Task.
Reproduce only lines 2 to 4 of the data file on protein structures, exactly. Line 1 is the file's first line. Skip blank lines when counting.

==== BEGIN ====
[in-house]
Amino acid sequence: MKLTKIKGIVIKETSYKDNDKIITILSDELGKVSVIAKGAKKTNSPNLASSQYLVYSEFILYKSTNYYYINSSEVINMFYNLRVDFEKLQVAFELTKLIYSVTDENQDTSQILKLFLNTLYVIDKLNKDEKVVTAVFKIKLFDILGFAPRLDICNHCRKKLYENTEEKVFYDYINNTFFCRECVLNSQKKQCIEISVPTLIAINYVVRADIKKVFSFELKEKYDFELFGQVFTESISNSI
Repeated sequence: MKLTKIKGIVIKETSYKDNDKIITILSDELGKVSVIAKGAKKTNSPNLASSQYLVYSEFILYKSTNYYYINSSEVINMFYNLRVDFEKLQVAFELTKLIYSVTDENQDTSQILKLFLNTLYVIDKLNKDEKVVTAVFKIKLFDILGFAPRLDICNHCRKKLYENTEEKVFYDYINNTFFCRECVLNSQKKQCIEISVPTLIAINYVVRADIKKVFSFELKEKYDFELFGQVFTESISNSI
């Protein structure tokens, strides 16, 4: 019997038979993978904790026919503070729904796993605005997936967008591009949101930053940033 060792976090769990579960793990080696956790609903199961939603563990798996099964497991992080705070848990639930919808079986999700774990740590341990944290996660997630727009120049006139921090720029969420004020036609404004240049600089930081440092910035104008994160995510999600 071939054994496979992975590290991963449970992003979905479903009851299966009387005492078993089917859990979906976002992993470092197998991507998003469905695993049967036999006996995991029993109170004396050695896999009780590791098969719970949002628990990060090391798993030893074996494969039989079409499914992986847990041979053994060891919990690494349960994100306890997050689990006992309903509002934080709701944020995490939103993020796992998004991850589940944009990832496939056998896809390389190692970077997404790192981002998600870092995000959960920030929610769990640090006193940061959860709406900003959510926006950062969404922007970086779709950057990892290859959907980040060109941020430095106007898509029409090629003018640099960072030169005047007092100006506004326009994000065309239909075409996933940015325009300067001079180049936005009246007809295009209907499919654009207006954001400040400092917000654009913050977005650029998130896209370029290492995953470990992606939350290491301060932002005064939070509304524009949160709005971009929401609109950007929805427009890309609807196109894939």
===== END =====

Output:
Amino acid sequence: MKLTKIKGIVIKETSYKDNDKIITILSDELGKVSVIAKGAKKTNSPNLASSQYLVYSEFILYKSTNYYYINSSEVINMFYNLRVDFEKLQVAFELTKLIYSVTDENQDTSQILKLFLNTLYVIDKLNKDEKVVTAVFKIKLFDILGFAPRLDICNHCRKKLYENTEEKVFYDYINNTFFCRECVLNSQKKQCIEISVPTLIAINYVVRADIKKVFSFELKEKYDFELFGQVFTESISNSI
Repeated sequence: MKLTKIKGIVIKETSYKDNDKIITILSDELGKVSVIAKGAKKTNSPNLASSQYLVYSEFILYKSTNYYYINSSEVINMFYNLRVDFEKLQVAFELTKLIYSVTDENQDTSQILKLFLNTLYVIDKLNKDEKVVTAVFKIKLFDILGFAPRLDICNHCRKKLYENTEEKVFYDYINNTFFCRECVLNSQKKQCIEISVPTLIAINYVVRADIKKVFSFELKEKYDFELFGQVFTESISNSI
């Protein structure tokens, strides 16, 4: 019997038979993978904790026919503070729904796993605005997936967008591009949101930053940033 060792976090769990579960793990080696956790609903199961939603563990798996099964497991992080705070848990639930919808079986999700774990740590341990944290996660997630727009120049006139921090720029969420004020036609404004240049600089930081440092910035104008994160995510999600 071939054994496979992975590290991963449970992003979905479903009851299966009387005492078993089917859990979906976002992993470092197998991507998003469905695993049967036999006996995991029993109170004396050695896999009780590791098969719970949002628990990060090391798993030893074996494969039989079409499914992986847990041979053994060891919990690494349960994100306890997050689990006992309903509002934080709701944020995490939103993020796992998004991850589940944009990832496939056998896809390389190692970077997404790192981002998600870092995000959960920030929610769990640090006193940061959860709406900003959510926006950062969404922007970086779709950057990892290859959907980040060109941020430095106007898509029409090629003018640099960072030169005047007092100006506004326009994000065309239909075409996933940015325009300067001079180049936005009246007809295009209907499919654009207006954001400040400092917000654009913050977005650029998130896209370029290492995953470990992606939350290491301060932002005064939070509304524009949160709005971009929401609109950007929805427009890309609807196109894939």